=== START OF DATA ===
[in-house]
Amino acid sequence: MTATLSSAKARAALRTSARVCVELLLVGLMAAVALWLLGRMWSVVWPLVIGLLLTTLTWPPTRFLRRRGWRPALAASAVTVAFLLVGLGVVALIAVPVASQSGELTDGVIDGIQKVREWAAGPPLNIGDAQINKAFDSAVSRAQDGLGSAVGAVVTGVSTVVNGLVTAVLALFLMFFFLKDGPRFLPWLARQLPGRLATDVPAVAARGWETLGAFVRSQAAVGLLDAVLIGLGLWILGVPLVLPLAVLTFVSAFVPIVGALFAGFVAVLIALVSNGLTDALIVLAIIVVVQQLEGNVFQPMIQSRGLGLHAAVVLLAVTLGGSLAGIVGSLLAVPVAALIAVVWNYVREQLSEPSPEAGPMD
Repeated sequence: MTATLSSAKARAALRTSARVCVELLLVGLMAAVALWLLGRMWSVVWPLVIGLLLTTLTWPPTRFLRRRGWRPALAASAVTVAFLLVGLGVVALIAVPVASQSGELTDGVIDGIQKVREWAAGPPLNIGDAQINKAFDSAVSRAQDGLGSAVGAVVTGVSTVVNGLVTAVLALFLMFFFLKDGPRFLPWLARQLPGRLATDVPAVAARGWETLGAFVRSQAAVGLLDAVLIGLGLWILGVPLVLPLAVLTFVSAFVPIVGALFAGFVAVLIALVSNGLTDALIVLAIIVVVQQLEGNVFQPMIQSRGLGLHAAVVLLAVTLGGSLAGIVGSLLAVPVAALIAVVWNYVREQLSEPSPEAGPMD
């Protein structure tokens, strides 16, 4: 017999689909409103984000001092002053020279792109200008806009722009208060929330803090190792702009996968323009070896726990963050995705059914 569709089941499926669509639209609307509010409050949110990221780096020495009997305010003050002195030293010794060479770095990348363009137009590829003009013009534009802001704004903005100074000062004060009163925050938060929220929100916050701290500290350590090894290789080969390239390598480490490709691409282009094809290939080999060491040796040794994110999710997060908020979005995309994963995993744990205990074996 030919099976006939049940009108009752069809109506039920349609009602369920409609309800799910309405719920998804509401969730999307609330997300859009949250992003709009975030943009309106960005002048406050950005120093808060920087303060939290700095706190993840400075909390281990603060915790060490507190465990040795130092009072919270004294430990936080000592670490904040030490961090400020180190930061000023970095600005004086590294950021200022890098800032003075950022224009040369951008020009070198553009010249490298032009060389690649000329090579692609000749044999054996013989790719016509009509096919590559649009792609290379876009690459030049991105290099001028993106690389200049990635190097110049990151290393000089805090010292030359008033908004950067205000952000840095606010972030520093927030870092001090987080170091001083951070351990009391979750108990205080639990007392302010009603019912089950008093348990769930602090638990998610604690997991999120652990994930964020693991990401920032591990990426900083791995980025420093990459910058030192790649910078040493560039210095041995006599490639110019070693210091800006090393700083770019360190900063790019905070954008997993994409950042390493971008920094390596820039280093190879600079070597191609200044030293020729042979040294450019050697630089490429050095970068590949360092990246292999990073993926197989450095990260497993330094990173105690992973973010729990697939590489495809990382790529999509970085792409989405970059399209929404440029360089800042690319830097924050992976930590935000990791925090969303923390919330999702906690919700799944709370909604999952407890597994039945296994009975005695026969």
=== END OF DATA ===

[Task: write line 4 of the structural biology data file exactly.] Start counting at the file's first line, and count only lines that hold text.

């Protein structure tokens, strides 16, 4: 017999689909409103984000001092002053020279792109200008806009722009208060929330803090190792702009996968323009070896726990963050995705059914 569709089941499926669509639209609307509010409050949110990221780096020495009997305010003050002195030293010794060479770095990348363009137009590829003009013009534009802001704004903005100074000062004060009163925050938060929220929100916050701290500290350590090894290789080969390239390598480490490709691409282009094809290939080999060491040796040794994110999710997060908020979005995309994963995993744990205990074996 030919099976006939049940009108009752069809109506039920349609009602369920409609309800799910309405719920998804509401969730999307609330997300859009949250992003709009975030943009309106960005002048406050950005120093808060920087303060939290700095706190993840400075909390281990603060915790060490507190465990040795130092009072919270004294430990936080000592670490904040030490961090400020180190930061000023970095600005004086590294950021200022890098800032003075950022224009040369951008020009070198553009010249490298032009060389690649000329090579692609000749044999054996013989790719016509009509096919590559649009792609290379876009690459030049991105290099001028993106690389200049990635190097110049990151290393000089805090010292030359008033908004950067205000952000840095606010972030520093927030870092001090987080170091001083951070351990009391979750108990205080639990007392302010009603019912089950008093348990769930602090638990998610604690997991999120652990994930964020693991990401920032591990990426900083791995980025420093990459910058030192790649910078040493560039210095041995006599490639110019070693210091800006090393700083770019360190900063790019905070954008997993994409950042390493971008920094390596820039280093190879600079070597191609200044030293020729042979040294450019050697630089490429050095970068590949360092990246292999990073993926197989450095990260497993330094990173105690992973973010729990697939590489495809990382790529999509970085792409989405970059399209929404440029360089800042690319830097924050992976930590935000990791925090969303923390919330999702906690919700799944709370909604999952407890597994039945296994009975005695026969």